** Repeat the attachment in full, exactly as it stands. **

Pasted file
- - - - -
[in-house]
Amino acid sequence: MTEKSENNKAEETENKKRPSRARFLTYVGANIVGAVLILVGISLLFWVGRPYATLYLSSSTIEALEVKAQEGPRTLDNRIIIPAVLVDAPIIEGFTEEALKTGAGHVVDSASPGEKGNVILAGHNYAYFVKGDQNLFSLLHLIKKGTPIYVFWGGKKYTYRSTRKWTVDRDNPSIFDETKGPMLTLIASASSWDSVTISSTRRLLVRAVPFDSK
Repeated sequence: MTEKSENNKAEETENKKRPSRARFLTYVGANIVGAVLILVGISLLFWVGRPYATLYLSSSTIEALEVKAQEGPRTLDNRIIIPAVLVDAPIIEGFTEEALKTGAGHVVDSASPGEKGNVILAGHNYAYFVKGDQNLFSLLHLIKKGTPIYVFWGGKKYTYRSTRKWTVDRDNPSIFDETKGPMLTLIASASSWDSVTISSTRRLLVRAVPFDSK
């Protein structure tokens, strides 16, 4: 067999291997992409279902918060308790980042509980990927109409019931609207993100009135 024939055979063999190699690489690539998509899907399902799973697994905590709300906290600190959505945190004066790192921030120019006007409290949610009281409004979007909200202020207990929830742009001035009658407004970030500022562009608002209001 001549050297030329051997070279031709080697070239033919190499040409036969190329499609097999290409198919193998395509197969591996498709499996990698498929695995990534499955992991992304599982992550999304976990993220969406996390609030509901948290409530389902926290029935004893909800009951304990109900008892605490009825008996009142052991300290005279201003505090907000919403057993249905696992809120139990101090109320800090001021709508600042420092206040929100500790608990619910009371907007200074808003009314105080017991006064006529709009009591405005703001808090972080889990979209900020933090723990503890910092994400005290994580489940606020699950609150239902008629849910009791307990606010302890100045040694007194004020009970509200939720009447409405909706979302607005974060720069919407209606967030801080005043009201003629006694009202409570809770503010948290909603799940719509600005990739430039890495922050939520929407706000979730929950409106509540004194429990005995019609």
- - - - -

[in-house]
Amino acid sequence: MTEKSENNKAEETENKKRPSRARFLTYVGANIVGAVLILVGISLLFWVGRPYATLYLSSSTIEALEVKAQEGPRTLDNRIIIPAVLVDAPIIEGFTEEALKTGAGHVVDSASPGEKGNVILAGHNYAYFVKGDQNLFSLLHLIKKGTPIYVFWGGKKYTYRSTRKWTVDRDNPSIFDETKGPMLTLIASASSWDSVTISSTRRLLVRAVPFDSK
Repeated sequence: MTEKSENNKAEETENKKRPSRARFLTYVGANIVGAVLILVGISLLFWVGRPYATLYLSSSTIEALEVKAQEGPRTLDNRIIIPAVLVDAPIIEGFTEEALKTGAGHVVDSASPGEKGNVILAGHNYAYFVKGDQNLFSLLHLIKKGTPIYVFWGGKKYTYRSTRKWTVDRDNPSIFDETKGPMLTLIASASSWDSVTISSTRRLLVRAVPFDSK
């Protein structure tokens, strides 16, 4: 067999291997992409279902918060308790980042509980990927109409019931609207993100009135 024939055979063999190699690489690539998509899907399902799973697994905590709300906290600190959505945190004066790192921030120019006007409290949610009281409004979007909200202020207990929830742009001035009658407004970030500022562009608002209001 001549050297030329051997070279031709080697070239033919190499040409036969190329499609097999290409198919193998395509197969591996498709499996990698498929695995990534499955992991992304599982992550999304976990993220969406996390609030509901948290409530389902926290029935004893909800009951304990109900008892605490009825008996009142052991300290005279201003505090907000919403057993249905696992809120139990101090109320800090001021709508600042420092206040929100500790608990619910009371907007200074808003009314105080017991006064006529709009009591405005703001808090972080889990979209900020933090723990503890910092994400005290994580489940606020699950609150239902008629849910009791307990606010302890100045040694007194004020009970509200939720009447409405909706979302607005974060720069919407209606967030801080005043009201003629006694009202409570809770503010948290909603799940719509600005990739430039890495922050939520929407706000979730929950409106509540004194429990005995019609």